U-baun riding in Vienna comes with a strict set of etiquette that the Austrians are very particular about, and you can expect to hear some famous Austrian directness if you fail to mind your p’s and q’s! Some of these rules, such as holding the door open for people who are running late and waiting for passengers to depart before entering, are common courtesy. To avoid tourist-induced scowls, you might also want to stay on the right side of escalators and leave the left side to those racing for their destinations. The U-baun is understandably the only place in the city where “Schaumamalmal” is suspended, and it’s considered a sign of native sophistication to grumble and groan under your breath if the subway takes more than three minutes to arrive.

Visit a Market

There’s arguably nothing more Austrian than heading out to a market for fresh organic produce, fabulous meals, and the latest news on the comings and goings in the neighborhood. During the winter months, the “Christkindelmaerkte” tradition dating back to the 13th century offers December shoppers fabulous punches, roasted chestnuts, creative holiday gifts, and delectable local delights such as the Kartoffelpuffer, which are crispy fried potato pancakes. The Christmas markets’ most popular locations are in front of City Hall, at Maria-Theresien Platz, and in the Spittelberg Quarter behind the Volkstheater.
For some real local flair, try the Meiselmarkt Wien in the 15th district. It’s the only completely indoor market in Vienna, making it a favorite spot for families to gather and shop all year long. The market is located on the basement level of a shopping center, with access from subway station U3 Johnstraße. You’ll find plenty of “Stammgäste” – regulars who will be happy to point you towards the tastiest fish, vegetables, meat, baked goods, and international wares, which are all available at some of the best prices in Vienna.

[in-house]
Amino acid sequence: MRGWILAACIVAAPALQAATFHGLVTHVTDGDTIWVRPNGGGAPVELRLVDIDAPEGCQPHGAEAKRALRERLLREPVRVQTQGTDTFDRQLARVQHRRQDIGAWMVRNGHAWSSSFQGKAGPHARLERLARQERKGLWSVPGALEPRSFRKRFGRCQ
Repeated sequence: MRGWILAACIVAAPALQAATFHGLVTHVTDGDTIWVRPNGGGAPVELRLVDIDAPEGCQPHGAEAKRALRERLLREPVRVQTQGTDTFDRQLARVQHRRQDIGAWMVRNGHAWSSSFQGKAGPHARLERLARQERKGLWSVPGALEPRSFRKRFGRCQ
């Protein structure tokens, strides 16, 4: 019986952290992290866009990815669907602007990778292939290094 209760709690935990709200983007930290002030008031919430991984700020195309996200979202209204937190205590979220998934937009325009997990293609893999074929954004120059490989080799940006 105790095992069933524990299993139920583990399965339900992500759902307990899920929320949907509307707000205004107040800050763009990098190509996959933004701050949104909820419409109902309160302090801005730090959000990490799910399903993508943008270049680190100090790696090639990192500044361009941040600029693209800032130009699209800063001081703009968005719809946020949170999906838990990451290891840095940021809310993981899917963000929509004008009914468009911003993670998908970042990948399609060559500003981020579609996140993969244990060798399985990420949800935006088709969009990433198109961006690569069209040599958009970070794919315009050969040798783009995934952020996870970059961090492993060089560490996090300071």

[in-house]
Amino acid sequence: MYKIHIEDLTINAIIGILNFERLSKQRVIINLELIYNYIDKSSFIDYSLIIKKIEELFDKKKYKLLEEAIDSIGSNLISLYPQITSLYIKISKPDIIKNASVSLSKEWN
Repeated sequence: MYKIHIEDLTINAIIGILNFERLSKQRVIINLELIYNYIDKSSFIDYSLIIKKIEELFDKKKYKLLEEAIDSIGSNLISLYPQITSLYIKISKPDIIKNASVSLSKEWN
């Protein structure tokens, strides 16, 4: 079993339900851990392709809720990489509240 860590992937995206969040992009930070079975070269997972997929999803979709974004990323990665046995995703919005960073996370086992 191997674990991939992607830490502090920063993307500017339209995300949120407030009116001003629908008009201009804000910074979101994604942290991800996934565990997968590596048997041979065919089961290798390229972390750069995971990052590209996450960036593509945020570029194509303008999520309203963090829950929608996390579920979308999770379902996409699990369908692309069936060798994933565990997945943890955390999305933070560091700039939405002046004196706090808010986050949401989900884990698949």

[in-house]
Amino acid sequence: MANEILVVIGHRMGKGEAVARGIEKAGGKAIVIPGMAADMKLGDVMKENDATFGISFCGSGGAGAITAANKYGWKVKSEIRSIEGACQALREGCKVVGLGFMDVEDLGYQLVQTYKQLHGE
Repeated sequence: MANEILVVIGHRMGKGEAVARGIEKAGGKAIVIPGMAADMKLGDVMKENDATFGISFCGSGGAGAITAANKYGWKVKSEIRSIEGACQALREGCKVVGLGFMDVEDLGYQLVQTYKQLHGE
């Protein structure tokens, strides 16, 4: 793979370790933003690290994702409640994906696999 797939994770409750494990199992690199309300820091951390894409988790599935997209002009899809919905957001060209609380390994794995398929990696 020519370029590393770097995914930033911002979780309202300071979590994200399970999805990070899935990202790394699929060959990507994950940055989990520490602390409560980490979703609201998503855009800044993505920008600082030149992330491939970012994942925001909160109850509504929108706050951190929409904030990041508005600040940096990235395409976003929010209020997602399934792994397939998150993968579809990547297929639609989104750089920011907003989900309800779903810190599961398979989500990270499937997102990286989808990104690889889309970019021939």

Experience Heuriger-Hopping

There are wine taverns hidden in plain sight all throughout Vienna called “heuriger” that offer an experience found nowhere else in the world. Vienna is the only large urban center with vineyards within its city limits, and taste-testing parties are housed in rustic inns and taverns spread across the city. The word “heuriger” itself is German for “this year’s”, which refers to the new wines that are rolled out annually for locals to taste. There’s even a fun Heurigen Express ride that will take you on a tour of these quaint locales. For some of the best gems, head to Grinzing parish in the 19th district to enjoy “Heuriger-Hopping”, where tradition says the inns will show they’re open for business by displaying pine branches on the door.